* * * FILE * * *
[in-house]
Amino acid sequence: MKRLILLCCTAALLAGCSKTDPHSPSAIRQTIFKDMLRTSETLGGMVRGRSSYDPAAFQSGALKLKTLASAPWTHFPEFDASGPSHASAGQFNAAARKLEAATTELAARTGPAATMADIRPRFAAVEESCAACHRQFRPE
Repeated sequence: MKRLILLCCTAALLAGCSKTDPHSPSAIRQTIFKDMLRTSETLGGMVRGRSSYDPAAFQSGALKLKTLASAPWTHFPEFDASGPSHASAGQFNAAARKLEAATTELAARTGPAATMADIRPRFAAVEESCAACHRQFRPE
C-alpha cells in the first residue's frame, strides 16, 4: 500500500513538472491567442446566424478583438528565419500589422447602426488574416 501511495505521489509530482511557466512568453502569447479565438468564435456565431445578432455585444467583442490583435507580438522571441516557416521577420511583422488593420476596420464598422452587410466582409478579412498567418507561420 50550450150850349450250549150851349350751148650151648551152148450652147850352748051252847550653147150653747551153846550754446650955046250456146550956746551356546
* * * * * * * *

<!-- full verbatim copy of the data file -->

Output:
[in-house]
Amino acid sequence: MKRLILLCCTAALLAGCSKTDPHSPSAIRQTIFKDMLRTSETLGGMVRGRSSYDPAAFQSGALKLKTLASAPWTHFPEFDASGPSHASAGQFNAAARKLEAATTELAARTGPAATMADIRPRFAAVEESCAACHRQFRPE
Repeated sequence: MKRLILLCCTAALLAGCSKTDPHSPSAIRQTIFKDMLRTSETLGGMVRGRSSYDPAAFQSGALKLKTLASAPWTHFPEFDASGPSHASAGQFNAAARKLEAATTELAARTGPAATMADIRPRFAAVEESCAACHRQFRPE
C-alpha cells in the first residue's frame, strides 16, 4: 500500500513538472491567442446566424478583438528565419500589422447602426488574416 501511495505521489509530482511557466512568453502569447479565438468564435456565431445578432455585444467583442490583435507580438522571441516557416521577420511583422488593420476596420464598422452587410466582409478579412498567418507561420 50550450150850349450250549150851349350751148650151648551152148450652147850352748051252847550653147150653747551153846550754446650955046250456146550956746551356546